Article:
Finding what it means to be Mormon in America

The 9,000 folding chairs facing the Mormon holy site called Hill Cumorah are filling up quickly two hours before the annual pageant is set to begin just after sundown. This is the opening performance of what will be a week-long run and each night pilgrims who have travelled from all around the world to be here will occupy nearly every seat.

Tonight they have come to sit in this field in a scrubby, slightly woebegone part of upstate New York under oppressive heat to see a reenactment, by a cast of 800, of The Book of Mormon, the foundational story of the Church of Jesus Christ of Latter-day Saints. Mormons say Joseph Smith, a poorly educated farm boy, found gold plates etched with hieroglyphics on this hill in 1823 after he was directed to the spot by an angel. In 1827, the angel told Smith he was finally deemed worthy to take the plates and translate them into English. Once he was done, the plates were taken back to heaven.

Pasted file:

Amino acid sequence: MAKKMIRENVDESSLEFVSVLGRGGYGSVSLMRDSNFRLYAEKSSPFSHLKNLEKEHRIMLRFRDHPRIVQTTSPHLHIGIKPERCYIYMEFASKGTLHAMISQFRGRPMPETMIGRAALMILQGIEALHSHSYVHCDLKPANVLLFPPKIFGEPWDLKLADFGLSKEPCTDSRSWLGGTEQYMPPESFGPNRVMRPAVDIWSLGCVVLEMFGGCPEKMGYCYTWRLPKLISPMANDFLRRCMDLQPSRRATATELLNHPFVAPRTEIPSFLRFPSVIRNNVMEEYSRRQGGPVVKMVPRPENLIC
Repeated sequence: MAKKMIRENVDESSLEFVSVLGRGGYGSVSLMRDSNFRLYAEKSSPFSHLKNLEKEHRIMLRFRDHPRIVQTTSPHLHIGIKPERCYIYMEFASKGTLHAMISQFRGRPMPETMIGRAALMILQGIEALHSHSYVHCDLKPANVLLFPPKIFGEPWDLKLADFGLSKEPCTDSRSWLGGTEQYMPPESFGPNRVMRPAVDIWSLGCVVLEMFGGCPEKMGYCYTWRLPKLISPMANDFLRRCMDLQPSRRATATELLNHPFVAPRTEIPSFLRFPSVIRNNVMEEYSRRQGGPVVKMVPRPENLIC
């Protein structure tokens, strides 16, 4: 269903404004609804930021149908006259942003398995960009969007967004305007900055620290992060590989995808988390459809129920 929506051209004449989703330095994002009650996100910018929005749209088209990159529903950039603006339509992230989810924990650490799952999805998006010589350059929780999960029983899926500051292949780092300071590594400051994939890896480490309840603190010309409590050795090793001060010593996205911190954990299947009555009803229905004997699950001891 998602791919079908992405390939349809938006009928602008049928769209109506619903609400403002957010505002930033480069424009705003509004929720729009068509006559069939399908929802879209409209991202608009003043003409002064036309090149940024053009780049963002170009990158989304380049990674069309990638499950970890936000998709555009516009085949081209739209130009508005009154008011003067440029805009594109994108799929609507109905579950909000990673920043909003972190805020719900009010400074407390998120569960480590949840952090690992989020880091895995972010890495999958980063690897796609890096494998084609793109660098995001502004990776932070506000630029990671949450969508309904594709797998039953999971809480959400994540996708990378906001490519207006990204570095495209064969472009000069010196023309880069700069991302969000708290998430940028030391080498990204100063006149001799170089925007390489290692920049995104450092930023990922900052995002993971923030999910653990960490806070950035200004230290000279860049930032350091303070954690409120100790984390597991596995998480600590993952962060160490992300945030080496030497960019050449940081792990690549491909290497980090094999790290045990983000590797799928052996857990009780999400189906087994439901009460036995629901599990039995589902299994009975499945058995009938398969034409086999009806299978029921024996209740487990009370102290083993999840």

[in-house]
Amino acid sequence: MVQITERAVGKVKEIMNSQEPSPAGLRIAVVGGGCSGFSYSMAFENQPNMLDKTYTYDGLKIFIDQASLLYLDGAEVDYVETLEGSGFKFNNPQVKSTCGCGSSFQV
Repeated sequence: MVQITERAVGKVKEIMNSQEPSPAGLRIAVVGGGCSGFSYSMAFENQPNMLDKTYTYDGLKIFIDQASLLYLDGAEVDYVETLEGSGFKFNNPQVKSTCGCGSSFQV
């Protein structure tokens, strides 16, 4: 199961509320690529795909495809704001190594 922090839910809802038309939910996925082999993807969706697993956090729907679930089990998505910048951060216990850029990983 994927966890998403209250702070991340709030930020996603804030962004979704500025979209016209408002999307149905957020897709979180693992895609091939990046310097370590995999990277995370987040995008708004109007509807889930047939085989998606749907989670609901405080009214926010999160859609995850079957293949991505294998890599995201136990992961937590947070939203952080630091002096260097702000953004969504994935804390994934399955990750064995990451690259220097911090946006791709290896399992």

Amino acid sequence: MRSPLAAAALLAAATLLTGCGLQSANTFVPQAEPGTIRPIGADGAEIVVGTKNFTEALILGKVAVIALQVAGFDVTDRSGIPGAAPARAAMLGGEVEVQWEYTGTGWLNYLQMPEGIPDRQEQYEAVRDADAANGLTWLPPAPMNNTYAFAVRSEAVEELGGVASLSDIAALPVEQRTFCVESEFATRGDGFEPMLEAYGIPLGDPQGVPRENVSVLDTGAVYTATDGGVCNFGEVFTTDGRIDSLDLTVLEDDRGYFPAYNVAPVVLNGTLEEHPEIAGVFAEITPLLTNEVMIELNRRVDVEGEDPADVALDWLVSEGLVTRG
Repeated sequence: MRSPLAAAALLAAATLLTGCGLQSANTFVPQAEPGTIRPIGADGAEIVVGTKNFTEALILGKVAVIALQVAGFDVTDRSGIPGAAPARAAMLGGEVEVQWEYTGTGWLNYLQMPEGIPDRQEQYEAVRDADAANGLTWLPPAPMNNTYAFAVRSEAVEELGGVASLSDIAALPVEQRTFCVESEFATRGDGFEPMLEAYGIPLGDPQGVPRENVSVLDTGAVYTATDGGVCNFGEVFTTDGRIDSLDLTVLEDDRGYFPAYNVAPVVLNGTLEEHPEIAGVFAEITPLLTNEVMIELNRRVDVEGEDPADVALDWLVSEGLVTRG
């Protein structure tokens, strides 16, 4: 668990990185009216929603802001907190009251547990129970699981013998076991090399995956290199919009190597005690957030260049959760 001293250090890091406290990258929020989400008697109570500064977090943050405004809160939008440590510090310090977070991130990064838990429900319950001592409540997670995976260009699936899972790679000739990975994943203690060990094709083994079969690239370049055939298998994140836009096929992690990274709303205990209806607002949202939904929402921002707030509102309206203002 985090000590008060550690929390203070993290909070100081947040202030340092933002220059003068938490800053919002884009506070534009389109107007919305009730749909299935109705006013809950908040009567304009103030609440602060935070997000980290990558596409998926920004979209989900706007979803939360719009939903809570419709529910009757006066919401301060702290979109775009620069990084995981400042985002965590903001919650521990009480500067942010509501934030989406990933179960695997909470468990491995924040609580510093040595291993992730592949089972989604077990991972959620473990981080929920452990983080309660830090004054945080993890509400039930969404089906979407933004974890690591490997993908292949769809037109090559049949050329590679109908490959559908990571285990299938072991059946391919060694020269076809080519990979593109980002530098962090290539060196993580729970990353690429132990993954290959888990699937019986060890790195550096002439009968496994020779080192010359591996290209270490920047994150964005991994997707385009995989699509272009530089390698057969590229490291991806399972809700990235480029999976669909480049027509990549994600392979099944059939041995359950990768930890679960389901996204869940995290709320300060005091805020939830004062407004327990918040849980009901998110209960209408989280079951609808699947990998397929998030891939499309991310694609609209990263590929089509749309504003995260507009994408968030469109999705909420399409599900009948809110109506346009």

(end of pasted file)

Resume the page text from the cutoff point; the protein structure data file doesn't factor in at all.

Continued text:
For 90 minutes tonight, the hill will explode with fiery eruptions, cataclysmic battles, warnings from prophets and scenes of Jesus Christ suspended in mid-air that recall what Mormons say was his visit to an ancient tribe of Israel in the Western Hemisphere just after his crucifixion and resurrection 2,000 years ago.

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